Non-resident visitors may leave their boats in Canada during the off-season without payment of duties only if repair or maintenance work is to be undertaken by a bona fide marina or service outlet during that time. Before leaving a boat, the owner must advise the local Customs office of the details and produce a copy of the work order, identifying the unit and showing the name and address of the owner, the type of work to be done, and the location where the work will be carried out.

Canada has complex requirements, restrictions and limits that apply to importing meat, dairy products, fruit and vegetables and other foodstuffs. Visitors can avoid problems by not bringing such goods into Canada.

More information can be found on the Canadian Customs site

Last updated January 2017.

Health

Heath facilities are very good. It is essential to have insurance. Any treatment requires pre-payment.

Documents

A fishing licence is required in British Columbia. It can be purchased online as well as at certain Authorised outlets. The cost of an annual permit for non-residents is Can$106, and a 5 day one is Can$33. There are also catch limits. See Canadian Fisheries website for the application form and details.

There is also a requirement for the skipper to hold a Certificate of Competance. It is required by everyone, including foreign vessels in Canada for more than 45 days. See the Transport Canada website for more details.

Last updated March 2017.

Fees

Ports normally have 24-hour service, but some may charge overtime for clearance outside of working hours, which can vary.

At St John's, overtime is charged for Customs clearance between 0000-0800, approximately Can$60 if arrival is after midnight.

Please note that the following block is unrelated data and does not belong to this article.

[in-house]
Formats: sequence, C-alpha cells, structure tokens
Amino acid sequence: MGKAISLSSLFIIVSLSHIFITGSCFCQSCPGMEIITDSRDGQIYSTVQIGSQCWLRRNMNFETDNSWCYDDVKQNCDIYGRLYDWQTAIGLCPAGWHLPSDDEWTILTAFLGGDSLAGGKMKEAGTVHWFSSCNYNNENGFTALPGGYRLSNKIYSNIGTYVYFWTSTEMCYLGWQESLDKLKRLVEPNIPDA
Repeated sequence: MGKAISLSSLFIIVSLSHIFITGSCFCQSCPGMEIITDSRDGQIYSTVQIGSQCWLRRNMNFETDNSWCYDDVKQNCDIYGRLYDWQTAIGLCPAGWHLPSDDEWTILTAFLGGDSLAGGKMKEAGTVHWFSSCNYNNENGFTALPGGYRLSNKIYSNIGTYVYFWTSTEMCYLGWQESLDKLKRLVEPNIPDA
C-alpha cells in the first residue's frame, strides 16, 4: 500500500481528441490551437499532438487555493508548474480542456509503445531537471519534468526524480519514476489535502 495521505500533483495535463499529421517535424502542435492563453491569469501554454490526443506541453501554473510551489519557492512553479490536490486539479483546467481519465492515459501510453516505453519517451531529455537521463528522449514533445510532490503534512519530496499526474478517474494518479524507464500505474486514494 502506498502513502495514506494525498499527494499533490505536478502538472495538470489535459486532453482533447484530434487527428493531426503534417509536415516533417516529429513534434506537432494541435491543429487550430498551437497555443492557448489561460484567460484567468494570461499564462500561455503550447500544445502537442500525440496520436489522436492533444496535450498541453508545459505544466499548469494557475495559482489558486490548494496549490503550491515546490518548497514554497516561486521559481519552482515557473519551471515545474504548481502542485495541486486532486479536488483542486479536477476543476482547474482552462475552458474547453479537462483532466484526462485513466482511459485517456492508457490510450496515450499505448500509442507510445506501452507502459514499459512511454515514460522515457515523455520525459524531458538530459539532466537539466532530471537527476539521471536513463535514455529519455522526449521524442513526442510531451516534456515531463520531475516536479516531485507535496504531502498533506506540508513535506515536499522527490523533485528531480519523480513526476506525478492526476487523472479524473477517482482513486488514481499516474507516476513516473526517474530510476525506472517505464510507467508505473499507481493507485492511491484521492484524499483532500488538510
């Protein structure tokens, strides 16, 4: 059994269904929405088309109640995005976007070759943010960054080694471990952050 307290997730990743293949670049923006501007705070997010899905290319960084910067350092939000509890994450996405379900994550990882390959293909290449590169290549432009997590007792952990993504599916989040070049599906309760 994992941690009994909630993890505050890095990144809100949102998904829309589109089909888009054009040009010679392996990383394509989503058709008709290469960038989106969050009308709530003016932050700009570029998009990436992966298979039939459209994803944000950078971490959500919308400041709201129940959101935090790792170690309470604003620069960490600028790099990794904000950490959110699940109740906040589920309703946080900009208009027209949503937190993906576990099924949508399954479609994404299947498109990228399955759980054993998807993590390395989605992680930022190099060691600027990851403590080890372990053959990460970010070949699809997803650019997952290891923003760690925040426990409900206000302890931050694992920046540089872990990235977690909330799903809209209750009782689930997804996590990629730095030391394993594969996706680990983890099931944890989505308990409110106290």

In some ports Customs may only come and clear during their working hours (0800-1700 normally).

Restrictions

Traffic: In poor visibility, yachts can contact the local Traffic (VHF Channel 13 or 14) and report their position, route and speed, and receive information on any large ships they may encounter.

Fundy Traffic can be contacted on VHF Channel 11 on the way to St John and will help when visibility is bad. Halifax Traffic on VHF Channel 14 offers similar assistance to yachtsmen.

The Canadian Coast Guard monitors Channel 16.

While in Canadian waters, foreign yachts must comply with the rules governing safety and the protection of the environment. See the Marine Safety website for details.

Pets

Imported dogs and cats require a rabies vaccination certificate or certificate stating rabies-free status. Those from the United States require the certificate to be signed and dated by a veterinarian indicating that the animal has been vaccinated against rabies within the last three years. This certificate must provide sufficient description and detail to enable adequate identification. Rabies Certificate must be valid for 12 months and dated at least 30 days prior to entry. Young puppies must be confined at a place of the owner's choosing until they are three months old, then vacinated and then kept in confinement for a further 30 days

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Val Ellis
Val Ellis says:
Jan 22, 2017 09:45 AM

The best advice is to contact the Canadian Reporting station and ensure that your passports are properly stamped on departure and to have all your official boat papers (including insurance) in order. The USA Customs & Border Protection (CBP) service does not normally issue a zarpe for boats leaving their shores and, conversely, does not appear to expect one on those arriving either.

eonolan
eonolan says:
Jan 11, 2017 11:58 PM

I have a British-flagged vessel, and will be leaving Canada for the US in May. I can find no reference anywhere on Transport Canada, or elsewhere, of 'outbound clearance' requirements. I am familiar with entry requirements for the US.... Is there a zarpe or equivalent, in order to leave Canada?

Paul tudor-stack
Paul tudor-stack says:
Apr 07, 2016 12:34 AM

Regarding pepper spray: bear spray is fine. There is a size limitation and it to be designed for use with bears (it's all in the labelling).